The Best Hit: Yoon Shi-yoon is so perfect as the manchild stuck in the middle of these two generations. I somehow buy that he’s the same age as both the dad and the son, which is an awesome setup. I don’t want him to go back to the past in this drama, but for my sake I would like a prequel Best Hit Season 0 that takes place solely in the ‘90s, following teen idol Yoon Shi-yoon’s rise to superstardom. Basically I just want more Yoon Shi-yoon, always.
Duel: It’s still a little slow going, but this show has a detective and a clone on the lam. Together. I mean, I’m not gonna not watch that show. I just wish the reveals would come a bit faster. If the clone is a clone of an evil mastermind, shouldn’t he be quicker on the uptake?
Crime Scene 3: Kong is back! I was starting to get really bored with this season and wondered if Crime Scene had lost its magic, but when I heard that Hong Jin-ho was returning for the remaining episodes, so did my excitement. Don’t ever go away again, Kong!
My Sassy Girl: I’m still just not liking this one very much. There’s nothing it’s necessarily doing wrong, but there’s not a lot that feels right, either. The politics are half-baked even for the most fusion of sageuks, but everything else is overdone—the jokes, the lighting. I also can’t help but be sad that Joo-won didn’t pick a truly epic sageuk as his farewell drama—I’m tired of seeing him in bad comedies, give me drama! I don’t even really know what it’s trying to be at this point, but Jungshin in a sageuk as the silent, long suffering protector? Be still, my heart.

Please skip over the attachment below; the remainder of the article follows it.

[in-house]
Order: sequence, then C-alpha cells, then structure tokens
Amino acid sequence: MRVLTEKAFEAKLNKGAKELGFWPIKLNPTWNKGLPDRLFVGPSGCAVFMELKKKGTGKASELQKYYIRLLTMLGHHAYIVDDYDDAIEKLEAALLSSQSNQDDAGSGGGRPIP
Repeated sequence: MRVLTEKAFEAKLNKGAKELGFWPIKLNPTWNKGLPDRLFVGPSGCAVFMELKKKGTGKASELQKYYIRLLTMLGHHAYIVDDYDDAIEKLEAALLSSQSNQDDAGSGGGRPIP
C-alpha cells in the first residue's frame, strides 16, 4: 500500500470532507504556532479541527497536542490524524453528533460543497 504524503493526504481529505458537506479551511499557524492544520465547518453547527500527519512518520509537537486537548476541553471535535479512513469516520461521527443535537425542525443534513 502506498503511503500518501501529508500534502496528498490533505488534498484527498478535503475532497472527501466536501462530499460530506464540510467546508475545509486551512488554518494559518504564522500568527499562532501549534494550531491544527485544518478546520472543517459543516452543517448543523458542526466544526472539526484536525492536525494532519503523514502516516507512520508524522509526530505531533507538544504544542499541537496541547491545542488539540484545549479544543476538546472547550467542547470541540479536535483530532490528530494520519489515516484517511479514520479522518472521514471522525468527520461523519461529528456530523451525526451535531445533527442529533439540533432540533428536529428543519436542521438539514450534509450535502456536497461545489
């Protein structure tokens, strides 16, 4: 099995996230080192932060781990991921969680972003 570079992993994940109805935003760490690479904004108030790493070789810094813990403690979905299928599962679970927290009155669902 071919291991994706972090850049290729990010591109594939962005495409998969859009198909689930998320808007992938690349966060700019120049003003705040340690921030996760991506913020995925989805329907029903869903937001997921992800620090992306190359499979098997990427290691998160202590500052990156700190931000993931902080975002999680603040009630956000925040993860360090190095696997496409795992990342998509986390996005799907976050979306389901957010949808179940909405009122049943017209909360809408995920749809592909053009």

Forest of Secrets: I get it—from the outside, it looks like another boring cop/law procedural about corruption. And while it is about that, I’m floored by how thought-out this drama is. The acting is absolutely amazing on all fronts, the characters are deep, the scenes are multilayered with subtleties (even more so because it’s impossible to read our inscrutable, emotionless hero). But he’s an emotionless hero who’s not an ass, and dramaland can learn a lot from him. Seriously, I think this has the potential to be one of the year’s best sleeper hits.
Lookout: Maybe Kim Young-kwang is just too good at being duplicitous, but his character just isn’t doing him any favors. I know he’s really the good guy underneath it all and is running the long con, but he’s featured so little that it’s almost as though he’s not even the lead. Which I guess I can’t say is much of a complaint.
Circle: This show is blowing my mind right now. It’s really daring to go where no other Korean drama has gone before, and its exploration of how memory impacts us raises a lot of interesting and important questions. The narrative is especially taut, with surprises in both timelines each week, but it’s Lee Ki-kwang’s character I’m especially drawn to. He’s just so insanely tragic and in need of hugs. And also maybe a little revenge.
Currently recapping: Duel